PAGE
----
|| Checking for direct PDF access through Ovid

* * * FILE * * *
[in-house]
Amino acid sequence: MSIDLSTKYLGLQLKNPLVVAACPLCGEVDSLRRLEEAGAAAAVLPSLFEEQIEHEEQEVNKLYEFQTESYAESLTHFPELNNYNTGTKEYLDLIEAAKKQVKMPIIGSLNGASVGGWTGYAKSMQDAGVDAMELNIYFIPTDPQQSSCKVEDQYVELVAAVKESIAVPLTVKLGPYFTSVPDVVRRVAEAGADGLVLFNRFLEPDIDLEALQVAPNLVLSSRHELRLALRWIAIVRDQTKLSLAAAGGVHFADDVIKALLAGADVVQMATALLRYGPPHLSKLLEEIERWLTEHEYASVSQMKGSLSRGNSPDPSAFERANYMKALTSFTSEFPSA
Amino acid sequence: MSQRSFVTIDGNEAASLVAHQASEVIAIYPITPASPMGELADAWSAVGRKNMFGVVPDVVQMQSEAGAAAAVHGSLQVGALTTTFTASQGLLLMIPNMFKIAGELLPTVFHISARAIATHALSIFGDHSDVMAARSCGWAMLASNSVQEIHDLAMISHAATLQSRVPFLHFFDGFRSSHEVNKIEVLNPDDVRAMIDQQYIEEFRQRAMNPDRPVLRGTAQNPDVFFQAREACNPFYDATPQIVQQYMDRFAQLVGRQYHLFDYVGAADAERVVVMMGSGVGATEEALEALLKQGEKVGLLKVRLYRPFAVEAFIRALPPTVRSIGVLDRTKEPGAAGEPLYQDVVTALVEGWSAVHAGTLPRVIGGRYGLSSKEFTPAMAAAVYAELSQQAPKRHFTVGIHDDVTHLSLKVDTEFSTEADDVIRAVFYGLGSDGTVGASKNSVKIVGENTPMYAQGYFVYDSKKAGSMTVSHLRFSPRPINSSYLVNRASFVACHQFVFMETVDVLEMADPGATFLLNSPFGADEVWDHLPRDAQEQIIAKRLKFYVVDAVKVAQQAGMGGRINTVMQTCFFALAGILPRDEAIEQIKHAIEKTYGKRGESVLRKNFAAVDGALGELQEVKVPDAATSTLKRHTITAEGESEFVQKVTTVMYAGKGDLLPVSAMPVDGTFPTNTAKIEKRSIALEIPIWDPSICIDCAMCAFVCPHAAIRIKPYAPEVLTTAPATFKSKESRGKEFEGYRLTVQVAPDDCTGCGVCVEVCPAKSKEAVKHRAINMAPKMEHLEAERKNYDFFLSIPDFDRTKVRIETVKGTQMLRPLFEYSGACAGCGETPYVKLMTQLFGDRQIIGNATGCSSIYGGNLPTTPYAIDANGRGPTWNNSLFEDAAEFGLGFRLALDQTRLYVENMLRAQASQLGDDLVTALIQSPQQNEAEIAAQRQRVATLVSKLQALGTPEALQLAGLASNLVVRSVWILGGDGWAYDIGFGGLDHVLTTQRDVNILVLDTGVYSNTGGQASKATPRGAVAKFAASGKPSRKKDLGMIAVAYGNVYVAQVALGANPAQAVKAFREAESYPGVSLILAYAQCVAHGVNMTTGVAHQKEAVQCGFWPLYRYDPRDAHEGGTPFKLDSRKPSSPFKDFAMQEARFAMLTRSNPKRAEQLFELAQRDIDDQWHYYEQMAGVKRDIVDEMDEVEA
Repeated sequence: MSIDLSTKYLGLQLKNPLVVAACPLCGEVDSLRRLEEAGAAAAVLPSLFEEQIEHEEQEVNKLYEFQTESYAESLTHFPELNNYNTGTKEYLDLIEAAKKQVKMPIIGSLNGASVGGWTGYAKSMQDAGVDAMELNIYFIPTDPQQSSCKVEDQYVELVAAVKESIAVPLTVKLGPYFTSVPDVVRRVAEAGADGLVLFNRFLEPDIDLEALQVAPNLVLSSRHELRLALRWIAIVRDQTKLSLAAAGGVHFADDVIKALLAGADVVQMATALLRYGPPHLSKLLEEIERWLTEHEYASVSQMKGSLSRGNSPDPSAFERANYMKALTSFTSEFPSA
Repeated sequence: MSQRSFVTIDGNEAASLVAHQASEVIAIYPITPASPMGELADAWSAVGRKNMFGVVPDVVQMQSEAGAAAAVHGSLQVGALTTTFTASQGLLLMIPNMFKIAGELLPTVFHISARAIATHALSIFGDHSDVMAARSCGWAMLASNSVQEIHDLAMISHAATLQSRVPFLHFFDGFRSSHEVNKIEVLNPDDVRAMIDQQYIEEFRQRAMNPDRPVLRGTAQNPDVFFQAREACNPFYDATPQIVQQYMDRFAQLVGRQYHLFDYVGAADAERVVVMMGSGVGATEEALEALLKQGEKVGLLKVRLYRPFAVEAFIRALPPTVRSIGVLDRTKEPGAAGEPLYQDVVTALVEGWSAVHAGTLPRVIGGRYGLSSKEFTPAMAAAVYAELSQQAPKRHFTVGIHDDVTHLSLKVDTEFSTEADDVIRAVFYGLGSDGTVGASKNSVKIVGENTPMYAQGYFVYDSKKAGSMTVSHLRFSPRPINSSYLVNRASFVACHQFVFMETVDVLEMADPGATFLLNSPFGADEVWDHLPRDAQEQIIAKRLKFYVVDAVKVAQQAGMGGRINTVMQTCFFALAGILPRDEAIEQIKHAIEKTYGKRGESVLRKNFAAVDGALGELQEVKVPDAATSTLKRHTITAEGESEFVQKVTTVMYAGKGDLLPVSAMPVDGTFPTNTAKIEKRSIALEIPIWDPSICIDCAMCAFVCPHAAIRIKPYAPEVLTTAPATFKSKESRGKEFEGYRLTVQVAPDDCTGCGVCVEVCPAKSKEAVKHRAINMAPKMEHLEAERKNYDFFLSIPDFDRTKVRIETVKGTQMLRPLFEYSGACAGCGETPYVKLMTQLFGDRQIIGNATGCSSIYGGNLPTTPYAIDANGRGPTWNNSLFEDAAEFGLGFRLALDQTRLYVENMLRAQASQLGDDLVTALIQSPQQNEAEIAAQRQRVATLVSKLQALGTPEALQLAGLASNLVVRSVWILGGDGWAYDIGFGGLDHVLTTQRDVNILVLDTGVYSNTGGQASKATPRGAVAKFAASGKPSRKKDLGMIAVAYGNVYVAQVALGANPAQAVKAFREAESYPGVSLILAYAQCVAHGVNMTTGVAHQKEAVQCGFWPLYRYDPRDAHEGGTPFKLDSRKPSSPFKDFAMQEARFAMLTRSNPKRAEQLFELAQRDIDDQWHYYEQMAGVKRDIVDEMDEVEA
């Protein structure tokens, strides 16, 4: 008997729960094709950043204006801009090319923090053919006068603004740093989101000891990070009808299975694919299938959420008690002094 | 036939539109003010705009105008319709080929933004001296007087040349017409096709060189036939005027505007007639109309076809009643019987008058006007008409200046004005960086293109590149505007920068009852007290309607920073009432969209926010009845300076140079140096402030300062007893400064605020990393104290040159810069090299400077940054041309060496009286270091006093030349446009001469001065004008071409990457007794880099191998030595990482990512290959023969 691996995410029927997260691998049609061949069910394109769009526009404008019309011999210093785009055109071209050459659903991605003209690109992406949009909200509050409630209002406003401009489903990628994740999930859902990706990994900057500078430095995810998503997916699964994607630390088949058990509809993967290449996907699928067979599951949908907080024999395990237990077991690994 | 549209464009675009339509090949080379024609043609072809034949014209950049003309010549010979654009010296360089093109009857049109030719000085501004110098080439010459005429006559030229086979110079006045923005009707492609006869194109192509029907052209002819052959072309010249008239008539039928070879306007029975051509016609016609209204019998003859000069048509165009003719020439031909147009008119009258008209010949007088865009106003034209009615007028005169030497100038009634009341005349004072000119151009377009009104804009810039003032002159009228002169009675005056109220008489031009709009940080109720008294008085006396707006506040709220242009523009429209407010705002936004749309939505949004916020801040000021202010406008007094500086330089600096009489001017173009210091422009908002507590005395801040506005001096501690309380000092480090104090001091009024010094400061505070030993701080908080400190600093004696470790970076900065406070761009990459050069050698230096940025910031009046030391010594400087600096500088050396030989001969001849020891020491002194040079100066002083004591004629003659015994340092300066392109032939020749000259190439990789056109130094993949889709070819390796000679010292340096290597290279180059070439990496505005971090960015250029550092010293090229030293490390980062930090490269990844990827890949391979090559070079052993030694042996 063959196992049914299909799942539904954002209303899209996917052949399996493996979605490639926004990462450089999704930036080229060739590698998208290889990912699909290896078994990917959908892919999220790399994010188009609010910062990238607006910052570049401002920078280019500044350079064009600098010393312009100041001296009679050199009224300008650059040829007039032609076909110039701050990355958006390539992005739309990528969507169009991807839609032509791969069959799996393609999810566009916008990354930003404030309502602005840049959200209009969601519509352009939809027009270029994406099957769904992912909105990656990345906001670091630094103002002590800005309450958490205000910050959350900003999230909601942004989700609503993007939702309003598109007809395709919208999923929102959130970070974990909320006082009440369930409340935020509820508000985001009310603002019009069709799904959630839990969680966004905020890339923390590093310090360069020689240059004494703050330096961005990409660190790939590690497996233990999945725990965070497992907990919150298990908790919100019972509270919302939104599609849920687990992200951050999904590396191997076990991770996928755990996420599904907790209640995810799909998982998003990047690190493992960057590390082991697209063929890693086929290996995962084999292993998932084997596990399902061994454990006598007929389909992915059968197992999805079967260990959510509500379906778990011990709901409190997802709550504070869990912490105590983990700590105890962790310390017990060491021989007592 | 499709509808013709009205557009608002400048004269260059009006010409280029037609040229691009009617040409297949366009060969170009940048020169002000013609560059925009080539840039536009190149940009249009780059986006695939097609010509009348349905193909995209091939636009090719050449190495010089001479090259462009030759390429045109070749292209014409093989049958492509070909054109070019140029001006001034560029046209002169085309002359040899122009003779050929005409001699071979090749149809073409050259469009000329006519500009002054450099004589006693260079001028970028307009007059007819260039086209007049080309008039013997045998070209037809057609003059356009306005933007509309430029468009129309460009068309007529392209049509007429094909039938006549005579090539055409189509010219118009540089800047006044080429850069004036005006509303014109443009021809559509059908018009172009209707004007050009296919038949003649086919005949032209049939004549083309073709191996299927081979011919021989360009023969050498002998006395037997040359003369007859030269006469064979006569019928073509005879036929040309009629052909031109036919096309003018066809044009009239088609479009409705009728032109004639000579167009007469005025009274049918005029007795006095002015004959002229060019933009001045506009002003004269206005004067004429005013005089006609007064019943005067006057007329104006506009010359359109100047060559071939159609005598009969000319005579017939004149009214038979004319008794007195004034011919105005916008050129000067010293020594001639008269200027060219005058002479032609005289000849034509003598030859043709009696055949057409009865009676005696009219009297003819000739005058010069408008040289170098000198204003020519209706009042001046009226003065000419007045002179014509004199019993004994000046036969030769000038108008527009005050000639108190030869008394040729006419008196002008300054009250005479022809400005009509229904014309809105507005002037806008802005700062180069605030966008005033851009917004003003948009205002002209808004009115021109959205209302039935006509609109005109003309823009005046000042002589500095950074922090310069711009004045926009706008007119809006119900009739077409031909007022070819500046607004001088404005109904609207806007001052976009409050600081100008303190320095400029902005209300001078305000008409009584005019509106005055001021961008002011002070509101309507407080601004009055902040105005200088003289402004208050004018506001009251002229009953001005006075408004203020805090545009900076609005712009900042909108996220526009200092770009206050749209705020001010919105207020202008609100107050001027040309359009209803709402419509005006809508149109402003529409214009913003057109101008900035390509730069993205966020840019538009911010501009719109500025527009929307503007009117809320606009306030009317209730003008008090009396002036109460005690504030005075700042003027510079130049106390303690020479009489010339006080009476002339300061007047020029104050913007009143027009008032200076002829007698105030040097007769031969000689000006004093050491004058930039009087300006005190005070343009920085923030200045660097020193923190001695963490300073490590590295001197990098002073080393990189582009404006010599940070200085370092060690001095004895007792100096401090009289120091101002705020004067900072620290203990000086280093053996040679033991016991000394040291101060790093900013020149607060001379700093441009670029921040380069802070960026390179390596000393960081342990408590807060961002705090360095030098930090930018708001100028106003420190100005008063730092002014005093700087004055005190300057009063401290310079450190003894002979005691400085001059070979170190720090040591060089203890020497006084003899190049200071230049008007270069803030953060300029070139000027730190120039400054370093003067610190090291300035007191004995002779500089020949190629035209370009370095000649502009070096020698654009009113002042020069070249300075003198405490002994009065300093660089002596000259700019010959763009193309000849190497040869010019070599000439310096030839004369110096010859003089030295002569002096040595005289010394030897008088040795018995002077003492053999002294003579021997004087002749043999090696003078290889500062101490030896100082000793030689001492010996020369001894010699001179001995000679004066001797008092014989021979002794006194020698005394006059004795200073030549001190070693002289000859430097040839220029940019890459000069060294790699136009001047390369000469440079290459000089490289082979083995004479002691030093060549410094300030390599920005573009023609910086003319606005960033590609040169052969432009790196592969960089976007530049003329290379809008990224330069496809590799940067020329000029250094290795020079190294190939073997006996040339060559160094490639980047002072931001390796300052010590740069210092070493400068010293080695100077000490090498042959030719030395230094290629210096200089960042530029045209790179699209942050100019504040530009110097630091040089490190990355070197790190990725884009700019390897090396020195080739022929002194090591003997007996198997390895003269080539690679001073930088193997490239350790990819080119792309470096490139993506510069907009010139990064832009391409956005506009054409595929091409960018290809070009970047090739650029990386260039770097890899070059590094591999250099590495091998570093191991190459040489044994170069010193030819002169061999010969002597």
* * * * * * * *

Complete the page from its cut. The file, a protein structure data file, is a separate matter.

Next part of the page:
The current pharmacotherapy of Parkinson's disease (PD) is primarily based on two classes of drugs: dopamine precursors, namely levodopa, and dopamine receptor agonists, such as apomorphine. Although both types of agents exert their beneficial clinical effects on motor and non-motor symptoms in PD via dopamine receptors, clinical efficiency and side effects differ substantially between levodopa and apomorphine. Levodopa can provide a greater symptomatic relief than dopamine receptor agonists. However, because long-term levodopa use is associated with early debilitating motor fluctuations, dopamine receptor agonists are often recommended in younger patients. The pharmacodynamic basis of these profound differences is incompletely understood. It has been hypothesized that levodopa and dopamine receptor agonists may have diverging effects on beta and gamma oscillations that have been shown to be of importance for the pathophysiology of PD. Here, we used electrophysiological recordings in anesthetized dopamine-intact and dopamine-depleted rats to systemically compare the impact of levodopa or apomorphine on neuronal population oscillations in three nodes of the cortico-basal ganglia loop circuit. Our results showed that levodopa had a higher potency than apomorphine to suppress the abnormal beta oscillations often associated with bradykinesia while simultaneously enhancing the gamma oscillations often associated with increased movement. Our data suggests that the higher clinical efficacy of levodopa as well as some of its side effects, as e.g. dyskinesias may be based on its characteristic ability to modulate beta-/gamma-oscillation dynamics in the cortico-basal ganglia loop circuit.Abnormal beta and gamma oscillations are associated with disease symptoms in PD.Parkinsonian rats show more beta and less gamma power at baseline than controls.Levodopa and apomorphine both reduce beta and enhance gamma oscillations.Levodopa is more effective at modulating beta and gamma power than apomorphine.